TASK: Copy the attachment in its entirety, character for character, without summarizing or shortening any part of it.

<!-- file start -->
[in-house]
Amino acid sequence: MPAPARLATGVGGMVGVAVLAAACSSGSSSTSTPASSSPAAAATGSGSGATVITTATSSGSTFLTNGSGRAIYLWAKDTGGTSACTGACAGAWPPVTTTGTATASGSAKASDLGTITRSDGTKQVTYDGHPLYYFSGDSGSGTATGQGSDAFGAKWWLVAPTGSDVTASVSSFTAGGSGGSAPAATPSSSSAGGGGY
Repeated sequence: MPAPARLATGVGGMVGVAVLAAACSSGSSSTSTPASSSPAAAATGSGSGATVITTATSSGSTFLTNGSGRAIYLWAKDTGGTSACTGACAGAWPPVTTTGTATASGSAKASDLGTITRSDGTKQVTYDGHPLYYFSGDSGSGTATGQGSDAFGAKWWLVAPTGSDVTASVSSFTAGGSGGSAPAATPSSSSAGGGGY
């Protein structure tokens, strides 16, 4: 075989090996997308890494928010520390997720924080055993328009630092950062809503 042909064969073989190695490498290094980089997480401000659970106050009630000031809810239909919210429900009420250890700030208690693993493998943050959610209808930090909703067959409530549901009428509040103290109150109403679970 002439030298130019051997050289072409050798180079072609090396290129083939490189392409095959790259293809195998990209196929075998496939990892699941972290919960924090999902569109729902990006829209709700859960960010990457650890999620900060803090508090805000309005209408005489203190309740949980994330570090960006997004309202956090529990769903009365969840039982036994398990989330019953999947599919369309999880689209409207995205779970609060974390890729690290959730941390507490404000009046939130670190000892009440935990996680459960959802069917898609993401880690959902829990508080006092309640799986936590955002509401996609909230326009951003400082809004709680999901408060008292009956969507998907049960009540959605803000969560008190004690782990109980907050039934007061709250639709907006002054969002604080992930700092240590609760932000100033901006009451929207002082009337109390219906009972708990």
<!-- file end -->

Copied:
[in-house]
Amino acid sequence: MPAPARLATGVGGMVGVAVLAAACSSGSSSTSTPASSSPAAAATGSGSGATVITTATSSGSTFLTNGSGRAIYLWAKDTGGTSACTGACAGAWPPVTTTGTATASGSAKASDLGTITRSDGTKQVTYDGHPLYYFSGDSGSGTATGQGSDAFGAKWWLVAPTGSDVTASVSSFTAGGSGGSAPAATPSSSSAGGGGY
Repeated sequence: MPAPARLATGVGGMVGVAVLAAACSSGSSSTSTPASSSPAAAATGSGSGATVITTATSSGSTFLTNGSGRAIYLWAKDTGGTSACTGACAGAWPPVTTTGTATASGSAKASDLGTITRSDGTKQVTYDGHPLYYFSGDSGSGTATGQGSDAFGAKWWLVAPTGSDVTASVSSFTAGGSGGSAPAATPSSSSAGGGGY
């Protein structure tokens, strides 16, 4: 075989090996997308890494928010520390997720924080055993328009630092950062809503 042909064969073989190695490498290094980089997480401000659970106050009630000031809810239909919210429900009420250890700030208690693993493998943050959610209808930090909703067959409530549901009428509040103290109150109403679970 002439030298130019051997050289072409050798180079072609090396290129083939490189392409095959790259293809195998990209196929075998496939990892699941972290919960924090999902569109729902990006829209709700859960960010990457650890999620900060803090508090805000309005209408005489203190309740949980994330570090960006997004309202956090529990769903009365969840039982036994398990989330019953999947599919369309999880689209409207995205779970609060974390890729690290959730941390507490404000009046939130670190000892009440935990996680459960959802069917898609993401880690959902829990508080006092309640799986936590955002509401996609909230326009951003400082809004709680999901408060008292009956969507998907049960009540959605803000969560008190004690782990109980907050039934007061709250639709907006002054969002604080992930700092240590609760932000100033901006009451929207002082009337109390219906009972708990």